Addressing Caste-Based Discrimination in Employment - OHRC's Policy Perspective

** Written by Zura Nakiwoga, Articling Student at Lee Workplace Law

Understanding Caste-Based Discrimination

The Ontario Human Rights Commission (OHRC) has taken a significant step by issuing a comprehensive policy statement addressing "caste-based discrimination" under Ontario's Human Rights Code (Code). This approach addresses a form of discrimination that has often been overlooked within Canadian legal frameworks.

Caste-based discrimination stratifies individuals into hierarchical groups or "castes" based on perceived notions of spiritual purity and proximity to the divine. Those belonging to higher castes enjoy privileges and societal advantages over those in lower castes, perpetuating social inequality and marginalization. At the bottom of the caste hierarchy are the "dalits," or "untouchables," who face systemic oppression and exclusion from various social, economic, and political spheres. Some form of caste-based discrimination can occur in certain communities in Canada today, with implications on rights and interests pertaining to employment in Ontario.

Implications for Employment

Within the workplace, caste discrimination can manifest in several ways, including the denial of job opportunities, unequal treatment in recruitment and promotion processes, assignment of menial or undesirable tasks, and harassment based on caste identity. Caste discrimination can impact employment dynamics and create barriers and obstacles for individuals from marginalized caste backgrounds.

These discriminatory practices not only limit individuals' professional growth and advancement but also contribute to a hostile work environment and perpetuate systemic inequalities. Moreover, caste-based discrimination extends beyond the workplace, affecting individuals' access to housing, education, healthcare, and other essential services.

Coverage under the Human Rights Code

The OHRC's policy position on caste-based discrimination is crucial. Currently, the Code does not explicitly list "caste" as a protected ground. The OHRC is advocating for a broad and inclusive interpretation of existing Code grounds, such as race, ethnic origin, and ancestry, to address caste-related discrimination effectively. In doing so, it recognizes the multifaceted nature of discrimination, and its intersectionality with other protected grounds under the OHRC. By acknowledging caste-based discrimination as a violation of fundamental human rights, the OHRC underscores the importance of adopting a comprehensive and intersectional approach to combat discrimination within the workplace and broader society.

Legal Obligations for Employers

Employers play a pivotal role in addressing caste-based discrimination within the workplace. They are responsible for implementing proactive measures to prevent discrimination, including establishing clear anti-discrimination policies, providing comprehensive training to employees on diversity and inclusion, and fostering a culture of respect and equity. Furthermore, employers must actively address systemic biases and barriers within their organizations to ensure equal opportunities for all employees, regardless of caste background. This requires a commitment to diversity, equity, and inclusion principles and the creation of a supportive and inclusive work environment where individuals feel valued and respected.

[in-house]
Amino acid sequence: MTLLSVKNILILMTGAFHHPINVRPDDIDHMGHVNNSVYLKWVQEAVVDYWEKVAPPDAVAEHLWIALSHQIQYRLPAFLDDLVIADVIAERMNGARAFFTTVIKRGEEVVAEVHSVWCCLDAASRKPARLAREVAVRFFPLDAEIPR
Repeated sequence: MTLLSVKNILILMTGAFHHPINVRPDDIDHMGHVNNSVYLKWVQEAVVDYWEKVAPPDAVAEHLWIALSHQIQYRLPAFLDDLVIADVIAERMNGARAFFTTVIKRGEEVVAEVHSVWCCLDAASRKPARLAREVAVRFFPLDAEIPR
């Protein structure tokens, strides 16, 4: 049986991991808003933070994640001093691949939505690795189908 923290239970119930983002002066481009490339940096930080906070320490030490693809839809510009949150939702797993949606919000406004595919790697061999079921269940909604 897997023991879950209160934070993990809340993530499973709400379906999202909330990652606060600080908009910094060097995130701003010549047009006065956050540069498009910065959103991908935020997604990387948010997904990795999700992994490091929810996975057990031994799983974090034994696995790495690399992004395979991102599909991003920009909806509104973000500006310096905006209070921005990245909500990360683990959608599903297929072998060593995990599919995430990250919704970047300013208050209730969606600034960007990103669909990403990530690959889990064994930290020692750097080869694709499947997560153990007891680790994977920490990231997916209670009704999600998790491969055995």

Legal Obligations for Employees

In turn, employees also play an integral reciprocating role in advancing these policy measures. Employees have a legal obligation to adhere to anti-discrimination policies established by their employers and to contribute to fostering a workplace culture that is inclusive and free from discrimination. This includes challenging and/or reporting discriminatory behaviour, supporting colleagues who may be experiencing discrimination, and participating in diversity and inclusion initiatives aimed at promoting equality and respect in the workplace.

By fulfilling their legal obligations as employees, individuals contribute to creating a workplace environment that upholds human rights principles and fosters diversity and inclusion. This collective effort from both employers and employees is essential in effectively combating caste-based discrimination and promoting a workplace culture that values and respects the dignity of all individuals.

Conclusion and Policy Implications

While the OHRC's policy statement represents a significant milestone in the fight against caste-based discrimination, its effective implementation requires collective action from all stakeholders, including employers and employees. By recognizing and addressing caste-based discrimination within the employment context, Ontario demonstrates its commitment to upholding human rights and fostering a more inclusive and equitable society for all its residents. This proactive approach sets a precedent for other jurisdictions to follow suit in combating discrimination and promoting social justice and equality.